Dog-Powered Running: Get Fit With Canicross
I run down the trail with my dog, and I pass another runner who mumbles “Cheater” under his breath. While he is so obviously jealous that my dog and I are such an awesomely fast team, it’s also clear that he has never heard of the sport of Canicross. And FYI, buddy – I’m not cheating because it’s a lot of work on my part!
Canicross is canine plus cross country running. All you need is a trail, a runner and a dog. The catch? The dog and human are attached to each other (one reason why this sport is so cool). You and your dog are a team as you work together to take on the trails.
If your dog likes to run and is reasonably physically fit, canicross can be an excellent work out! Smaller dogs, such as Beagles or Cocker Spaniels, may have the energy of a sled dog but not the strength. Canicross gives them street cred of an extreme sport to brag about at the dog park, without the added weight of hauling a sled. Big or small, canicross is a perfect fit for pretty much any breed.
Another great perk about this sport: canicrossers (that’s a fancy name for you and your dog) need little gear. Obviously, the human needs a good pair of shoes to handle the rigors of trail running. You’ll also need a hip belt, also called a trekking belt or a skijoring belt. There are a few options for hip belts on the market. My personal preference is a belt that doesn’t skimp on the width. I don’t want the belt digging into my back as I run – what a pain in the back! A wide belt eases the pressure on your back and is an overall more comfortable fit.
The runner and the dog are attached via a bungee line. You’ll need a line that’s about six to nine feet. The length really depends on how fast you plan to run, where you plan to run, and what you and your dog are comfortable with. If you have an excitable dog and are running on busy shared trails, go for a shorter line. If you’re running a fast dog on trails with some twists and turns, a longer line will give you the flexibility you need.
Proper harness fit is essential to the health and performance of your dog. While those involved in canicross have their personal favorite, the right harness for your dog ultimately is decided by which one fits your dog best.
What you should be looking for is a properly padded, short harness. Some canicrossers I know run their dogs in traditional sled dog harnesses, also known as an X-back harness, but these are meant for sled dogs. When dogs are hauling a weight with a team of other dogs, the attachment point for the sled comes straight out from their back on the X-back harness. Most canicrossers are taller than their dog, and this means the line goes up at an angle from the dogs back. That means if you’re using an X-back harness, it’s not only uncomfortable for the dog to run in, but can also create problems during the run.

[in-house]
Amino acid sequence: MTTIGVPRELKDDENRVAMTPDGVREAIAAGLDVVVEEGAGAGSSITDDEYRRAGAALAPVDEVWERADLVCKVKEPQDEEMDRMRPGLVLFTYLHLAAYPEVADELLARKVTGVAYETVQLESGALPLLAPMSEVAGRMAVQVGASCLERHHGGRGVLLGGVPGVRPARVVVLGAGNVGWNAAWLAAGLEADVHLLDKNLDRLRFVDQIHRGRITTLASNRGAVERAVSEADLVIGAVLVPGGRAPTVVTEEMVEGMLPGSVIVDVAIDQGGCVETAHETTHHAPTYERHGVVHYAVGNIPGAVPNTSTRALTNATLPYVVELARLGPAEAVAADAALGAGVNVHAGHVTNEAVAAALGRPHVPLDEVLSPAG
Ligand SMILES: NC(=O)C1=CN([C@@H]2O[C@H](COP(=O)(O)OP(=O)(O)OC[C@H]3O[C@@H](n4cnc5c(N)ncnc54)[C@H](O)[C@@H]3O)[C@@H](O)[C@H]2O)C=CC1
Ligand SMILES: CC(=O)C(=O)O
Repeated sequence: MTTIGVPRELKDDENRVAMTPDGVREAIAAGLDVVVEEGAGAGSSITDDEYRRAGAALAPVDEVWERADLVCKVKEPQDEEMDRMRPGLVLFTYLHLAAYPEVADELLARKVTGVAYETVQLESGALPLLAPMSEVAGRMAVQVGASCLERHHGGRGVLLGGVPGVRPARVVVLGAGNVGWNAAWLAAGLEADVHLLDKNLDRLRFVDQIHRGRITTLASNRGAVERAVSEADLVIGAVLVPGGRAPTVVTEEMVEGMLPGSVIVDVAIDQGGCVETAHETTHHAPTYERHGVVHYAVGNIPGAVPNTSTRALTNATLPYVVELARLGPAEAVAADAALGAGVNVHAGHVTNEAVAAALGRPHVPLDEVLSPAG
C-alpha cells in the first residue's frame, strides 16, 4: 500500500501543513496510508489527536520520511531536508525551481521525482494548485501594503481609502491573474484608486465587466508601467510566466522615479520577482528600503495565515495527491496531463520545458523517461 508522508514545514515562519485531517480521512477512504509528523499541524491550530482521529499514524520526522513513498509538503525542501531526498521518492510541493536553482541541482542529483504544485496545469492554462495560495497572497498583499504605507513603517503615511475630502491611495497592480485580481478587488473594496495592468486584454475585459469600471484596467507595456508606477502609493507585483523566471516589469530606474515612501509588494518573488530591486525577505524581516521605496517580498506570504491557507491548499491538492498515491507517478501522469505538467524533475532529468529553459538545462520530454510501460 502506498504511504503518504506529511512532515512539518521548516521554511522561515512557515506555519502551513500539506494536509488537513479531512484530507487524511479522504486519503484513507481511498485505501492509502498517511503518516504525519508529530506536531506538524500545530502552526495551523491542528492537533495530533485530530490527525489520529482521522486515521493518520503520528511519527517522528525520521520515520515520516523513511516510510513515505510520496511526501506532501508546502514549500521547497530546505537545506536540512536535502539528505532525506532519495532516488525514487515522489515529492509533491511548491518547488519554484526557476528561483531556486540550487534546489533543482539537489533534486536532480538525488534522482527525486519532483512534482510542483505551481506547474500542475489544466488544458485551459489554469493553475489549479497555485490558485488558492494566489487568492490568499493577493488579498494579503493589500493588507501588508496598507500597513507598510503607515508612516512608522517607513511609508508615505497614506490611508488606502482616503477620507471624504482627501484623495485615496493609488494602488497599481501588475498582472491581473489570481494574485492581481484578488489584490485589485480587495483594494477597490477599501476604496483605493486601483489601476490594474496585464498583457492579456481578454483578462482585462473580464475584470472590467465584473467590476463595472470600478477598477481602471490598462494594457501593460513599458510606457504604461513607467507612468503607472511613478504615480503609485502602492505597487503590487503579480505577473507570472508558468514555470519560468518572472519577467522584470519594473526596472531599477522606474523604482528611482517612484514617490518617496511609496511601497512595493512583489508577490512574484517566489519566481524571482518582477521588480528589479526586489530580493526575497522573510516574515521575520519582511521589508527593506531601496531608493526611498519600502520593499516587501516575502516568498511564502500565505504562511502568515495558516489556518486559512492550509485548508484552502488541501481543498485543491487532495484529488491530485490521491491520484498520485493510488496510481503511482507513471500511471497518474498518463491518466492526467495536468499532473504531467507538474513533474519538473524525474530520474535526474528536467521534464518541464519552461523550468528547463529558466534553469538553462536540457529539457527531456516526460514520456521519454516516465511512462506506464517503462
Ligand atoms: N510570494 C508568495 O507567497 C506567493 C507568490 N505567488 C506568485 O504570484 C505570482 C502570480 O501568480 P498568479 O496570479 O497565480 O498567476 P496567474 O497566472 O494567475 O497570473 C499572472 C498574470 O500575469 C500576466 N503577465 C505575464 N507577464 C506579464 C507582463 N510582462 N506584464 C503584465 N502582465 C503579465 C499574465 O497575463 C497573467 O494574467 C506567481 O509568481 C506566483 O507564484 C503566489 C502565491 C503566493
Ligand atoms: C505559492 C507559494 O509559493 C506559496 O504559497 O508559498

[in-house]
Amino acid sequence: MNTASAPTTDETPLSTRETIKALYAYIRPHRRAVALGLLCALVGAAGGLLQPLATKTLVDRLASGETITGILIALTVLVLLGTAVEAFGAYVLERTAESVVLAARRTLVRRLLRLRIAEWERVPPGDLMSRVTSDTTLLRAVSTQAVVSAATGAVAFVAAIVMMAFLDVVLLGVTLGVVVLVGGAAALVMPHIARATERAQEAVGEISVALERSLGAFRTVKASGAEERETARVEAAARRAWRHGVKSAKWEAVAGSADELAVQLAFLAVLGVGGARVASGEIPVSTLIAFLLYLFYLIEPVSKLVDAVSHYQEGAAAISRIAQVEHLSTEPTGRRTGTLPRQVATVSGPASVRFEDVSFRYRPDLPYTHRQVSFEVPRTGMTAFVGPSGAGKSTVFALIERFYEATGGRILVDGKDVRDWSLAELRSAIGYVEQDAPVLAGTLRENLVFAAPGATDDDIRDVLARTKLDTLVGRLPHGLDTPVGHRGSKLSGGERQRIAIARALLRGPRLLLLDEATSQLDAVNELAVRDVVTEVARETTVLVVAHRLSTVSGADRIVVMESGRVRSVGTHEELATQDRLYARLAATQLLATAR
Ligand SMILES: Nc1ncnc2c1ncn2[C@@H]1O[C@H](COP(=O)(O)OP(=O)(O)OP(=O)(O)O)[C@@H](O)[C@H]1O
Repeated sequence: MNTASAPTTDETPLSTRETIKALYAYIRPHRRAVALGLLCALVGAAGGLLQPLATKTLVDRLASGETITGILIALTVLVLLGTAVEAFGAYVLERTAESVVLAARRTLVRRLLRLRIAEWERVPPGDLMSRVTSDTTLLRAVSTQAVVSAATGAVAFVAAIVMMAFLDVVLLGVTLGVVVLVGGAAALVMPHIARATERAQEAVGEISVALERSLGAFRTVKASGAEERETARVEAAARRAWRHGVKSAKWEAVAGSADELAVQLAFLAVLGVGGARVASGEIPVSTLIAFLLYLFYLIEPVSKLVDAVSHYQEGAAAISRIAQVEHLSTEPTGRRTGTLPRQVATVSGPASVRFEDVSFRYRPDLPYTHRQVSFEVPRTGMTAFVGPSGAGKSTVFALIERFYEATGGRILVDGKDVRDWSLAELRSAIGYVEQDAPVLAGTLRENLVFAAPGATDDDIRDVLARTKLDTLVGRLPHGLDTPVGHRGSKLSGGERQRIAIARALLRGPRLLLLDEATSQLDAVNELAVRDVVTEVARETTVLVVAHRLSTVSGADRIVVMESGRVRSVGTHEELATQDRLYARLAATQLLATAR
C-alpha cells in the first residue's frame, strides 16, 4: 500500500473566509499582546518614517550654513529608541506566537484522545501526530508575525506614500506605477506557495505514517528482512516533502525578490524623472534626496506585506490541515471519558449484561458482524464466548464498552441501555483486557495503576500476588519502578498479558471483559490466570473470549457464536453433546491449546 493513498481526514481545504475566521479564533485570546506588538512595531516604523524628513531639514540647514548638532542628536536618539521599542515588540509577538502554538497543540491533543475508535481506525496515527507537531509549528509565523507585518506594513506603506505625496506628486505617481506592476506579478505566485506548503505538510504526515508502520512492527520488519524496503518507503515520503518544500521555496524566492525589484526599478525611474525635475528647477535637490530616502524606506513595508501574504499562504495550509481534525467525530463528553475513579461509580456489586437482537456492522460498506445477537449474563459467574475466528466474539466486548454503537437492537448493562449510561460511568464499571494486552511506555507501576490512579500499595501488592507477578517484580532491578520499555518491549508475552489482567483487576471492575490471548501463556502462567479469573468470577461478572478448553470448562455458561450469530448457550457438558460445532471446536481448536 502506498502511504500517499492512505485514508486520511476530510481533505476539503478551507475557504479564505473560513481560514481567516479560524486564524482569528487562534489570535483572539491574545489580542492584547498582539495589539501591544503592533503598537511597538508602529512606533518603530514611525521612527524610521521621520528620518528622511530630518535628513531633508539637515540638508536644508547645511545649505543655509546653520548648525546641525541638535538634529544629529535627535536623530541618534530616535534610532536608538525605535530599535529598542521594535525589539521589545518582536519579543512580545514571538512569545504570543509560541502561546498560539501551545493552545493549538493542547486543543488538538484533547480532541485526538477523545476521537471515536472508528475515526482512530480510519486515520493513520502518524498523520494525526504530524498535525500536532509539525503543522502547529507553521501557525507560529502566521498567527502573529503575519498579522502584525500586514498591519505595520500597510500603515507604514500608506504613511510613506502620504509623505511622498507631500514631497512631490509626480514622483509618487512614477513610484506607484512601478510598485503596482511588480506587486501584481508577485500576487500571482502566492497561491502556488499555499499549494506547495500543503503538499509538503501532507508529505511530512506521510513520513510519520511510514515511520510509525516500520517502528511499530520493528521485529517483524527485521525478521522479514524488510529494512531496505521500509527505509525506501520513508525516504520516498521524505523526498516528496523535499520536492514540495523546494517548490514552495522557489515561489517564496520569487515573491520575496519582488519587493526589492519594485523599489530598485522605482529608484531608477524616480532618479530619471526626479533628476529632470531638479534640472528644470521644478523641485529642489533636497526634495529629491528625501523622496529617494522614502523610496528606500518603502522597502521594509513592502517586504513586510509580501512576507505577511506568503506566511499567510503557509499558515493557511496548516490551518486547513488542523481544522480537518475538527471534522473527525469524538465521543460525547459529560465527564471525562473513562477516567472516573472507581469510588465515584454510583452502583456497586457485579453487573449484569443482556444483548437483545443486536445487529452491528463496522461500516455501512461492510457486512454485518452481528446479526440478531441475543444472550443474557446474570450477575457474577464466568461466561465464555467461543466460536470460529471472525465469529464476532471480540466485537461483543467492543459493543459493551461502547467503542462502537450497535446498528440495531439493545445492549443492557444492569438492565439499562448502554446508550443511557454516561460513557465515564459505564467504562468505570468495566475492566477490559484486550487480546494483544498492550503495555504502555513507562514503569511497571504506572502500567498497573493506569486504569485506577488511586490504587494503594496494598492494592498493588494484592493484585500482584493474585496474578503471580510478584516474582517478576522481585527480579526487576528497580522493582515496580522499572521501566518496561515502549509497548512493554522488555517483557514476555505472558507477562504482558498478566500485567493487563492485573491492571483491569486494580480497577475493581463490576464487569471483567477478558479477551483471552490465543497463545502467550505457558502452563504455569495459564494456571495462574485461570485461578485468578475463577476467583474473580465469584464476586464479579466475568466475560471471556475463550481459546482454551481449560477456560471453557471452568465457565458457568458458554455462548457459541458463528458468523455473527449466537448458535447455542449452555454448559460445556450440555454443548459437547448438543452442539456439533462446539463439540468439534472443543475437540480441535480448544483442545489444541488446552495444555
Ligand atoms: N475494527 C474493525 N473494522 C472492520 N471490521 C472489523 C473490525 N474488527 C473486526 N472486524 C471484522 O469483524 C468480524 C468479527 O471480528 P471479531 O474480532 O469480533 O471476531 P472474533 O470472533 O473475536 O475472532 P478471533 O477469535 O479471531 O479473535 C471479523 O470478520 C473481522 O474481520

Before you head out on the trails, check that the harness fists properly. If you’re ordering online, the retailer will ask for a series of measurements to help ensure the best fit. The harness should sit just above the dog’s shoulder blades. Too tight a harness and your dog will choke. Too lose and it will interfere with your dog’s gait. Proper fit is essential for both enjoyment and health, so follow the manufacturer’s instructions to ensure the best size! Even better, have the harness fit in-person by a knowledgeable canicrosser (search your area for canicrossing organizations or sporting goods stores on Google).
While running the trail, your dog is going to need water… and lots of it! The trick is to get your dog to drink enough water before hand to be properly hydrated for his run. If you are feeding a kibble-based diet, soak the kibble in water the night before a run. This will help get some added H2O into your dog.
You may want to consider baiting your dog’s water with something tasty. A drop of vanilla ice cream, some low sodium beef broth, or a little bit of beef fat melted into water will entice your dog to drink enough water to stay hydrated for the run. Make sure that you water your dog at least an hour before you hit the trail (to prevent bloat).
Get into the habit of inspecting your dog’s paw pads before and after every run. You’re looking for any small cracks or fissures in the paw pads. Also be on the lookout for paw pads that are smooth to the touch, sometimes seen with small beads of moisture making an appearance. This warning sign tells you that you have run your dog too far and have worn down their paw pads. Take a few days off, so your dog’s feet can recover. Running on hard surfaces can really aggravate your dog’s paw pads, but an ounce of prevention is worth a pound of cure. Try a paw balm, like Musher’s Secret, that will condition your dog’s paw pads properly.
You and your dog can hit the trails alone, but if you are looking for company, know that there are canicross clubs and events all over the world. A search on Google or Facebook will bring up plenty clubs in your area that promote the sport. Most clubs host races as well as training days, so you can brush up your skills or set a goal to compete.
Have I converted you into a fan – or at least an intrigued onlooker – of canicross? Do you need any more encouragement? Feel free to leave any questions about canicross in the comment section below and I’ll be sure to answer them!
Kevin Roberts lives for adventure. Together with his pack of rescue dogs and his husband, he spends as much time outdoors as possible. Kevin lives by the motto: "Get outside and play with your dogs!
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